“I think that his main strength is really his experience with government relations,” Ghoussoub says.
Gupta has deep roots in the Lower Mainland, unlike his three predecessors when they were hired.
He lived in Coquitlam for many years when he worked at SFU. So could this leave him better equipped than Toope, a former Montreal resident, to make the case to politicians for a subway line linking the SkyTrain to UBC?
“I really think that his connections with the feds are also going to help us in trying to get them as major partners in transit,” Ghoussoub responds.
However, it will be a daunting challenge winning provincial support after the voters of Vancouver–Point Grey defeated Premier Christy Clark in the 2013 election. Clark’s government has only four MLAs in Vancouver and plans to trim the budget for the Ministry of Advanced Education by $25 million next year.
Former Mitacs colleague Daniel Fontaine tells the Straight by phone that he’s a “huge fan” of Gupta, noting that he was always open to having his ideas challenged. Fontaine, who was chief of staff to former Vancouver mayor Sam Sullivan, also describes Gupta as an “information sponge”.
“He would sit with me and we would talk about my days at City Hall,” Fontaine recalls. “He wanted to know about densification, and he wanted to know about transportation.”
They spent an enormous amount of time discussing civic issues while on plane trips to Ottawa and Toronto. “I was always amazed by his depth of knowledge of municipal government and municipal politics,” Fontaine says.
For his part, Gupta declines to say too much about UBC’s efforts to convince TransLink and the federal and provincial governments to support a rapid-transit project to the Point Grey campus. He modestly suggests that Toope is better equipped to discuss the topic because he knows all the details, so he won’t speak on behalf of the university.
But from his personal perspective, Gupta says that it’s important to have this discussion because there are 50,000 students on the Point Grey campus, as well as 14,000 faculty and staff.
“If we can’t move people around quickly in a knowledge economy, then we’re going to hamper the free flow of ideas,” he says.
Fontaine says that in nearly five years working alongside Gupta, he never once heard him complain of any racial discrimination. “If he did [experience it], he overcame it, and he’s moved on,” he adds.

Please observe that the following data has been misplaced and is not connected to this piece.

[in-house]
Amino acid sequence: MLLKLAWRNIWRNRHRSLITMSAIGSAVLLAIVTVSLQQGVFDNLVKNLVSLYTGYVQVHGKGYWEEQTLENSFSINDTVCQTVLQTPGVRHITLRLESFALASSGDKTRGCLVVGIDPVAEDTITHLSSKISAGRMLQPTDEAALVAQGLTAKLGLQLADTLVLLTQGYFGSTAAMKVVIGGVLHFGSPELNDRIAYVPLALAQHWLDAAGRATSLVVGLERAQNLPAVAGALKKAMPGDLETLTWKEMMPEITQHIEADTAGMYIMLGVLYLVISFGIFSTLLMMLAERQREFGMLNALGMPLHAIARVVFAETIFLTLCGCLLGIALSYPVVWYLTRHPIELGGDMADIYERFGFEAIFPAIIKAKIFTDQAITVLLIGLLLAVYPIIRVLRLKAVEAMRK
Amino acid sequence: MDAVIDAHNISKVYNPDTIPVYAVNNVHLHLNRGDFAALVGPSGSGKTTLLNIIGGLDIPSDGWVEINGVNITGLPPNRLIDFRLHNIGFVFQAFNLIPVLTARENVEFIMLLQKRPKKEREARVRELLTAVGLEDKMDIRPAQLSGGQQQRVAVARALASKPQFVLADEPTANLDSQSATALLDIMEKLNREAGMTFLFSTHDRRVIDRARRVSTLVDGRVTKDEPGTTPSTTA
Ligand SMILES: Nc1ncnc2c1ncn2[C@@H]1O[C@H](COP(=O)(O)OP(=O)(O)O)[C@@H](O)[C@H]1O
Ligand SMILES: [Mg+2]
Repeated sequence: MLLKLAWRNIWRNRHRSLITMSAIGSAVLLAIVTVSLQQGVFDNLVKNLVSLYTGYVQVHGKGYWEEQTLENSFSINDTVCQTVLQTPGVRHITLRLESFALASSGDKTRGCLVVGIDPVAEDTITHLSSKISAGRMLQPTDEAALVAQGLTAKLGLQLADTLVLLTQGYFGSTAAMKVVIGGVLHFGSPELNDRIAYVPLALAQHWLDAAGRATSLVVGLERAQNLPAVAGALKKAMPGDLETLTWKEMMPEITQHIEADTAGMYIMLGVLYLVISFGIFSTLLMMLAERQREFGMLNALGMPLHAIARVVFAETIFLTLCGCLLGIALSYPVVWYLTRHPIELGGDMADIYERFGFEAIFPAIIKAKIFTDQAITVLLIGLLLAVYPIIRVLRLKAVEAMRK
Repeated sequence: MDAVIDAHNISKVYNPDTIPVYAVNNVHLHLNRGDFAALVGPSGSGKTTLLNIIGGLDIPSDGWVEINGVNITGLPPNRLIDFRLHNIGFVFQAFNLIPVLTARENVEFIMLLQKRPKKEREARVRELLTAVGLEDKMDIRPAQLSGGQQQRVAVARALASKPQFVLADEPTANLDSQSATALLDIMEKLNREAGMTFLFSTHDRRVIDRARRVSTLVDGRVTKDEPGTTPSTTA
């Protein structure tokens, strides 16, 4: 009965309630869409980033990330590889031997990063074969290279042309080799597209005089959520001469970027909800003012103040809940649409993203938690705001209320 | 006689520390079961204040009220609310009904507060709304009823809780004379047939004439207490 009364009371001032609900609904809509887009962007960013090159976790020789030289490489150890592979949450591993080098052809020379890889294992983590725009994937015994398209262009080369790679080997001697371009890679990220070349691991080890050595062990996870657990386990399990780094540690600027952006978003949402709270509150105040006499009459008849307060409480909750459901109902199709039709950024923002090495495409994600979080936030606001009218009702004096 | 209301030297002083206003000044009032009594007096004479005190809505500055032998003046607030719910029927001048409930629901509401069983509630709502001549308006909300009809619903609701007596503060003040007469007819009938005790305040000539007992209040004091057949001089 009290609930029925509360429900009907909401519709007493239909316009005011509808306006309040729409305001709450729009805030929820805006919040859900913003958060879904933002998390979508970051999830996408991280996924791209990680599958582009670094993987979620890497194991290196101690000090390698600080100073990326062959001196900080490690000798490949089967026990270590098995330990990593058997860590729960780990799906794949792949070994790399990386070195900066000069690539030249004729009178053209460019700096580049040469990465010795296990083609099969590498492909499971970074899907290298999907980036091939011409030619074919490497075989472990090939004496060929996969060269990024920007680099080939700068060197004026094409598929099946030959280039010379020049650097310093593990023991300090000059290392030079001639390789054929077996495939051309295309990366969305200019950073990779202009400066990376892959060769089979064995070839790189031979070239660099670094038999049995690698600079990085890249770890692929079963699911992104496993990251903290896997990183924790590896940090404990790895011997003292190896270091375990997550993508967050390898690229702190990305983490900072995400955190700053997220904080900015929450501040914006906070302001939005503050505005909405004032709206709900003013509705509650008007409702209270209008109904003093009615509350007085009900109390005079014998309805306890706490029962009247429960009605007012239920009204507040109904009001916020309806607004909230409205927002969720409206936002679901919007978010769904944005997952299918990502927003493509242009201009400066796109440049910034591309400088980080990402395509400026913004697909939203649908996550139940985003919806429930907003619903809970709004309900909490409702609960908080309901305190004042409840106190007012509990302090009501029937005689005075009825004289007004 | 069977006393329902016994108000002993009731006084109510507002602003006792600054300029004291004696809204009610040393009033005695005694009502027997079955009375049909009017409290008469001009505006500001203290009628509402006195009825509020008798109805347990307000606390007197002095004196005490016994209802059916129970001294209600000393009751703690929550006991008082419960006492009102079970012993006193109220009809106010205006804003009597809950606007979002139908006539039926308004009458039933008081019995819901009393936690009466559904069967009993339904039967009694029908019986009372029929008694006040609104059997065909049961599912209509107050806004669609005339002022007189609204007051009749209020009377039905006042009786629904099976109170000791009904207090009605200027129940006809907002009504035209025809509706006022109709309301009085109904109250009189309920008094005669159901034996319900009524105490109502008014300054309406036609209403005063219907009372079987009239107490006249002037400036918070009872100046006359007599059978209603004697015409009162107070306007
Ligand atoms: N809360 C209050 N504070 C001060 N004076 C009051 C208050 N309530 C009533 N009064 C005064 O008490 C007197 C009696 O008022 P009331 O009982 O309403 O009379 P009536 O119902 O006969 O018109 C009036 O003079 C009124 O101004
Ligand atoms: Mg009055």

Gupta was a graduate student when an Air India plane was bombed over the Irish Sea on June 23, 1985, killing all 329 people onboard, including scores of Canadians of Indian descent from southern Ontario. He says his parents knew some of the victims, and he remembers being surprised when the Canadian government offered condolences to then Indian prime minister Rajiv Gandhi, even though the majority of passengers were citizens of Canada.
He recalls how many people wrote letters to newspapers complaining about this. “That was actually, for me, really important that so many Canadians stood up,” he says. “Of course, Canada has changed a lot since then.”
It’s not surprising that Gupta ended up in academia. Not only was his father a professor, but his mother also taught at the postsecondary level. He says that she obtained a master’s degree in math and was one of the first women in the Indian state of Uttar Pradesh to teach mathematics at the college level.
Gupta expresses admiration for how his parents remained optimistic despite hardships they encountered.
His father’s family had to leave all their possessions behind in what is now Pakistan and flee to India when the British divided the subcontinent into two countries in 1947. During Partition, upward of a million people were killed in sectarian violence—and Gupta points out that any challenges that his family faces nowadays pale in comparison to what his ancestors experienced.
His wife, Michelle Pereira, is a family physician who traces her roots back to Goa, India, and together they have three daughters. His father is no longer alive.
So what does his mom, who travelled with him on that first flight to Detroit, think of him becoming the president of one of the world’s leading research universities? At first, she asked if he really wanted a job that would be so time-consuming. But she also couldn’t hide her joy.
“She’s absolutely thrilled,” Gupta responds. “This is when she says, ‘Your dad would be so proud.’ She’s beaming. I don’t think she ever expected it.”